The country's unique approach to public diplomacy innovation provides valuable lessons for other nations, say Jan Melissen and Hwajung Kim.
A senior South Korean diplomat voiced concerns on Monday over Beijing's restrictions on Korean entertainers' performances in China, the foreign ministry here said as the countries remain at odds over Seoul's plans to deploy an advanced U.S. missile defense system.
Indians — especially the youth — are learning Korean, eating kimchi and travelling to Seoul to sample the life shown on their favourite TV dramas, and films [...] Over the last decade, K-pop and K-dramas, as well as their movies, have unleashed a tsunami of growth and popularity in India, and the numbers of avid fans continue to grow exponentially.
Changdong district, a relatively small residential commuter area, lies on the northern outskirts of Seoul. Home to a few hundred thousand people, it's an area that's growing but which has little cultural facilities or industry. [...] City planners hope that K-pop can do for Changdong what the Beatles did for Liverpool in the UK attracting both locals and tourists into the area, who could bring jobs and spending power with them.
The Korean Wave, or the popularity of Korean culture, is the best tool for South Korea in reaching American people and bringing the two countries' closer together, said a United States diplomat recently posted in Seoul. "I think the best thing to use is a soft power approach. The best thing Koreans have going for them in foreign countries is the Korean Wave," Brian Peterson said in an interview with Yonhap News Agency on Friday.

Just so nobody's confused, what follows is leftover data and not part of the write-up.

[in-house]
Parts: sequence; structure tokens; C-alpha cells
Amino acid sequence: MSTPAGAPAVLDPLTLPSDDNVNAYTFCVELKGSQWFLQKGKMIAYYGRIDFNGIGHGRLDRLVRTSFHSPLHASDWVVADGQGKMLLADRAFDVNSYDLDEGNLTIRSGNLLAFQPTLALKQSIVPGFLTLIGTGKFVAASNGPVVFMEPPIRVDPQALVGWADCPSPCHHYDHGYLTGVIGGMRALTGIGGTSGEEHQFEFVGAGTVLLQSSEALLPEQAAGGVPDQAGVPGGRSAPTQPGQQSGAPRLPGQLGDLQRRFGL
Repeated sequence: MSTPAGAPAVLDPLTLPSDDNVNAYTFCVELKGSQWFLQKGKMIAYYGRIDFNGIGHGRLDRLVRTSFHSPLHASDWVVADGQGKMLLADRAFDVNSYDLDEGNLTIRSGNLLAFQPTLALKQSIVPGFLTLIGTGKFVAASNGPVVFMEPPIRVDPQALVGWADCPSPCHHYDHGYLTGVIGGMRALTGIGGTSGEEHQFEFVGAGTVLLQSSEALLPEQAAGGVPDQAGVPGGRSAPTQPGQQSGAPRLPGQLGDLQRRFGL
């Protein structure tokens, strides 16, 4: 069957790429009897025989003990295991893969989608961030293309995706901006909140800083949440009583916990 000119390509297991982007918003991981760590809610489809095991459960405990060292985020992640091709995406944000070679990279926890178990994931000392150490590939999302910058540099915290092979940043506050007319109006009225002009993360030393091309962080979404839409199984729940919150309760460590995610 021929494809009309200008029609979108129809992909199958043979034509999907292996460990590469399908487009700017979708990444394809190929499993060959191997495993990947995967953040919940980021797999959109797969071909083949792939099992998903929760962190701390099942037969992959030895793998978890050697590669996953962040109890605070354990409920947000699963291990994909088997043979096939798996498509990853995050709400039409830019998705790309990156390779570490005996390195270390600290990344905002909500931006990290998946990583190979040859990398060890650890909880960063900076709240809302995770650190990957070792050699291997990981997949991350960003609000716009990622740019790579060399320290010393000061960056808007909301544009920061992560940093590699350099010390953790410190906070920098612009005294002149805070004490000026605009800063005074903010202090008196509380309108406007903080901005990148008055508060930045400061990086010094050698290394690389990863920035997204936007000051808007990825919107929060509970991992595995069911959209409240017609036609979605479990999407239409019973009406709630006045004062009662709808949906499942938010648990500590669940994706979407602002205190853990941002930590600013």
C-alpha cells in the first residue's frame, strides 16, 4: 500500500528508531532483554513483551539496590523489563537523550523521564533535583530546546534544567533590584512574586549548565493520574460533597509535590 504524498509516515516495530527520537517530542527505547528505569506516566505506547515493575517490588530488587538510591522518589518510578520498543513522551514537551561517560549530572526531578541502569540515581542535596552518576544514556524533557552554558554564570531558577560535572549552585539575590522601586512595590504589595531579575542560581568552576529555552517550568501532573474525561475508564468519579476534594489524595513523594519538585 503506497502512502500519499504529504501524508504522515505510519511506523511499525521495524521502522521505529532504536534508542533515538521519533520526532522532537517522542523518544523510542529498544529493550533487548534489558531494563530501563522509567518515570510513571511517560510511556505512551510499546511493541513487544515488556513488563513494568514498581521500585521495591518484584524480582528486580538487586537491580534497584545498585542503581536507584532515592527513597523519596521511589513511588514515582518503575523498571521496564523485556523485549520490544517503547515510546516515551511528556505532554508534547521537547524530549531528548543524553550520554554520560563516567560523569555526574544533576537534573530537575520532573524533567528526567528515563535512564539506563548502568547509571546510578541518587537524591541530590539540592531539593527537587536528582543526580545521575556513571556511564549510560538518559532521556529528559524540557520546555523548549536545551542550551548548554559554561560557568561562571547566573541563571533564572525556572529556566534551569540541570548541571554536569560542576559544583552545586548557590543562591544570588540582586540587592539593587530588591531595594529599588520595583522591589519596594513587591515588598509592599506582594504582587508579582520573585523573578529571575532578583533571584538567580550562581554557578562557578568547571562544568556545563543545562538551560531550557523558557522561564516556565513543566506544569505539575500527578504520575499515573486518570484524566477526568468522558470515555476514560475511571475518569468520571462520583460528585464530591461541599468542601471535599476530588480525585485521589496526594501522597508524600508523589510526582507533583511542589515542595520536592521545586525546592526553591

The sky over Seoul was bright blue and the lecture hall on the 19th floor had a perfect view of Bukhan Mountain and the Blue House. The room was filled with over fifty Korean diplomats engaged in the field of public diplomacy and cultural diplomacy.
At the Corea Image Communications Institute’s annual award ceremony last week, which honored individuals who have popularized Korean culture worldwide, over 60 foreign ambassadors and diplomats engaged in an evening of cultural diplomacy.
Vietnam and South Korea have long shared a historical and cultural background in sinocentric Confucianism and have encountered few cultural obstacles. It is not surprising, then, that the ‘Korean wave’ — or Hallyu — in Southeast Asia is said to have started in Ho Chi Minh City, where the first Korean drama series ‘Medical Brothers’ was shown in 1998.